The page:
Nutrition Related Diseases

GASTROESOPHAGEAL/GASTRO-OESOPHAGEAL REFLUX DISEASE (GERD/GORD) / HIATUS HERNIA
What is the physiology behind this condition?

Reflux is a normal physiological function. Lower oesophageal relaxation allows for the venting of gas.

Problems arise when there is an increased occurrence of both gas and liquid entering and leaving the lower oesophagus (GERD/GORD). This results in oesophageal hypersensitivity. GERD can affect the oesophagus, larynx, mouth or lungs.

Symptoms of reflux include:
  1. Heartburn (6%) and regurgitation (16%)
  2. Pregnant women may experience heartburn (6-72% reported) with heartburn generally increasing in the third trimester.
  3. Symptoms of GERD also include chest pain and dysphagia, chronic non-specific cough (possible in 21-41% of patients), asthma (possible GERD symptoms in 51-59% asthma patients), and chronic laryngitis. Other symptoms may include dyspepsia (38%), epigastric pain, nausea, bloating and belching.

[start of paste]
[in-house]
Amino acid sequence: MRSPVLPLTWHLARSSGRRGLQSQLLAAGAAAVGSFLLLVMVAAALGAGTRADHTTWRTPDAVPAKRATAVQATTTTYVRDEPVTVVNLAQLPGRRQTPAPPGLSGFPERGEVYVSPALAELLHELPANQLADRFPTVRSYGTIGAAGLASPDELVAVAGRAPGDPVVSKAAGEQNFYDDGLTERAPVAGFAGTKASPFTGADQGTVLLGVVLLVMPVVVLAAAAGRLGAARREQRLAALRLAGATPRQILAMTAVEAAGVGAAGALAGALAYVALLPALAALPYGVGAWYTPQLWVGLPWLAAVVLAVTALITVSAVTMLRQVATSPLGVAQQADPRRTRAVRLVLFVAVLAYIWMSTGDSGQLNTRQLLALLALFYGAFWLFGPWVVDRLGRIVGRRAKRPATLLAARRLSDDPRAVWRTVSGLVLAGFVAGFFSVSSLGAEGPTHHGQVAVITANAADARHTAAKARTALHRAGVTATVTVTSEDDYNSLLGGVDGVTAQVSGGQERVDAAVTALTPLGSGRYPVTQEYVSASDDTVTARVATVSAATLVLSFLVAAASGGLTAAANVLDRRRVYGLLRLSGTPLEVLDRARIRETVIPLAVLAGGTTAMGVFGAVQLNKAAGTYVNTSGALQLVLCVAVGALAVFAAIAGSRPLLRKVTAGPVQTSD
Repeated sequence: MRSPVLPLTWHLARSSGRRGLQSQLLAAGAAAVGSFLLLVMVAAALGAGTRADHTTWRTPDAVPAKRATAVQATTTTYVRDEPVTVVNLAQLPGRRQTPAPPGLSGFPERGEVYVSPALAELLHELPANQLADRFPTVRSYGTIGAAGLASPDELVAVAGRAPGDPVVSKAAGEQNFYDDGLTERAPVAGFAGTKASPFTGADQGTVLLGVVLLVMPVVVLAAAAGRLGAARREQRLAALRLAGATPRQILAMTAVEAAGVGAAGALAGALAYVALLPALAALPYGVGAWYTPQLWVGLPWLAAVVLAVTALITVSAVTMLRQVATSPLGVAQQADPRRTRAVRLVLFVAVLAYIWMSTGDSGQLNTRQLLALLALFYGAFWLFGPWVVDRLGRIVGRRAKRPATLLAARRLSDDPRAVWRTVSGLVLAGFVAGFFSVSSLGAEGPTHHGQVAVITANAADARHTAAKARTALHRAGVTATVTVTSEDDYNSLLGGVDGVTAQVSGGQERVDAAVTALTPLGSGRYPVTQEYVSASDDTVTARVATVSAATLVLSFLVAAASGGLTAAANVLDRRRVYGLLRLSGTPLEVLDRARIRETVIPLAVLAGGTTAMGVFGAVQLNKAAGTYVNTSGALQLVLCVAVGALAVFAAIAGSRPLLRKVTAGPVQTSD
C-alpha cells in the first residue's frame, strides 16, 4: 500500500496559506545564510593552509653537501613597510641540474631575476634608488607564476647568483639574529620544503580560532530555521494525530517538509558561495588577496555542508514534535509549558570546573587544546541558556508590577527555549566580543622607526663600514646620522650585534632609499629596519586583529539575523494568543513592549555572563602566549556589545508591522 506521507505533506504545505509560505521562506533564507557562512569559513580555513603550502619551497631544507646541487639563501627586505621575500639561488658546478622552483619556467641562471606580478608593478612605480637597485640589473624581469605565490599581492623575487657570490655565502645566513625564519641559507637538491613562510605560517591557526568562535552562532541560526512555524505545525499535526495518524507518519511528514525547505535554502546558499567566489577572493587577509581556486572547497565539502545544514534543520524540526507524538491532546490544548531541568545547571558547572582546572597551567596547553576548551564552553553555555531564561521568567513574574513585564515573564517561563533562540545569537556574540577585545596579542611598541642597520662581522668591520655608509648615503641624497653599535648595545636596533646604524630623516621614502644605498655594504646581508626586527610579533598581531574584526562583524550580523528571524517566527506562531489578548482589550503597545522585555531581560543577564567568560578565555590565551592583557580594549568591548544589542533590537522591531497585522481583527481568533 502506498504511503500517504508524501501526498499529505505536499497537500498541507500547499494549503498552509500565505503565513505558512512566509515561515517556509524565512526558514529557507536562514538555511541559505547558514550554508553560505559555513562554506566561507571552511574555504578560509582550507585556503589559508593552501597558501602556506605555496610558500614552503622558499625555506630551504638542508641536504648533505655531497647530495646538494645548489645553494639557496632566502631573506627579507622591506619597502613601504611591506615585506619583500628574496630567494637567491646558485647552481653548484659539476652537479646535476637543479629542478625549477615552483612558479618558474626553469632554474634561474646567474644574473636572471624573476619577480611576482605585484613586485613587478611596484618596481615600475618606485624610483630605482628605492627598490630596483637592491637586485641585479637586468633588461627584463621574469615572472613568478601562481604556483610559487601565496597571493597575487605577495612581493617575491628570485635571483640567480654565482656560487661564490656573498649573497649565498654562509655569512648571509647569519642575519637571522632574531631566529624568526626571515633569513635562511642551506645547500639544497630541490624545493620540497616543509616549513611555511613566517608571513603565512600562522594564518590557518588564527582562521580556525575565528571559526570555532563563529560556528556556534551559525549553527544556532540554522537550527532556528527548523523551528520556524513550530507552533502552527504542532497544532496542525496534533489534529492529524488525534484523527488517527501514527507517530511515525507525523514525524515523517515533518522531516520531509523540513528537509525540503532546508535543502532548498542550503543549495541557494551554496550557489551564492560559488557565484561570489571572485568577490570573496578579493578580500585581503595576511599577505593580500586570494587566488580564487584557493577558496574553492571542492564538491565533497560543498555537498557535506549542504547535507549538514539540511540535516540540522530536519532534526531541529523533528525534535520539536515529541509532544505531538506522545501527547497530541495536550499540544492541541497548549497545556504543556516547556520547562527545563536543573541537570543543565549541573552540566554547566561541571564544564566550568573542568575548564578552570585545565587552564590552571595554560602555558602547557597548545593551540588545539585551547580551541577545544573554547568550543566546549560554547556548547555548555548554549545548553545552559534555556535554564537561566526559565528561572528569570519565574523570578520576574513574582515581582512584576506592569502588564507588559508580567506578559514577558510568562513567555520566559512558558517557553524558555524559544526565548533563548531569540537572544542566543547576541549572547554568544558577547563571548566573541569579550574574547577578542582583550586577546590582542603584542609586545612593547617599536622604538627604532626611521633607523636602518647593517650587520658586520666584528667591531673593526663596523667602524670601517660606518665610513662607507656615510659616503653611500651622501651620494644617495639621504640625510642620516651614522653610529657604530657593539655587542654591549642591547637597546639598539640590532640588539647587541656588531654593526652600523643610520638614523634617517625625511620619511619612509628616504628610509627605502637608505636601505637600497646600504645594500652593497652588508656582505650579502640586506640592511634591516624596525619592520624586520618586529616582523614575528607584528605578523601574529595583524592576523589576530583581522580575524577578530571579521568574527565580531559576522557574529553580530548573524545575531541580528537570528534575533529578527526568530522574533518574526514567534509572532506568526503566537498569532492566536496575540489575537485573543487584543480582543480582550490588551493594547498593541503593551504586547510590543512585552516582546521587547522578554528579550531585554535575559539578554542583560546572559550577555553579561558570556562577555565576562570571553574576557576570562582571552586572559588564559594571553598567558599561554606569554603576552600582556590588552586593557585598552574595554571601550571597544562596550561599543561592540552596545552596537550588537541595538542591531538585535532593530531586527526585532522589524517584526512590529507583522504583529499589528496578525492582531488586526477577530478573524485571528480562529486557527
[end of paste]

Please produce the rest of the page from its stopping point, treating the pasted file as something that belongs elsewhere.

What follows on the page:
4. A 2011 systematic review suggested the intensity of symptoms might decrease after age 50.
Risk factors for GERD/GORD:
  1. Obesity
  2. Age
  3. Genetics
  4. Pregnancy
  5. Trauma

These factors affect the normal oesophageal junction, by causing the lower oesophageal sphincter to relax, this leads to an increase in intra-abdominal pressure, ultimately creating a hiatal hernia. The other factors that may exacerbate impaired function of the oesophageal junction include:

  1. Individual-specific diet triggers
  2. Neuromuscular dysfunction
  3. Oesophageal fibrosis
Risk factors for Hiatus Hernia:
  1. Heartburn
  2. Regurgitation of food or liquids into the mouth
  3. Backflow of stomach acid into the oesophagus (acid reflux)
  4. Difficulty swallowing
  5. Chest or abdominal pain
  6. Shortness of breath
  7. Vomiting of blood or passing of black stools, which may indicate gastrointestinal bleeding
Dietary advice for Hiatus Hernia and/or GERD/GORD:
  1. Eat small frequent meals
  2. Do not wear tight fitting clothes
  3. Sit upright for at least 1 hour after meals
  4. Have an early dinner (at least 3 hours) before going to bed
  5. Attempt weight loss if you are overweight
  6. Avoid high-fat meals/food as this slows digestion (deep-fried foods, chocolates, oils, ready-made meals, takeaways, pastries)
  7. Avoid gas-forming foods
  8. Avoid spicy foods
  9. Elevate head when going to bed
  10. Avoid smoking
  11. Avoid coffee, peppermints and normal tea
  12. Have soluble and viscous fiber – fruit and veg

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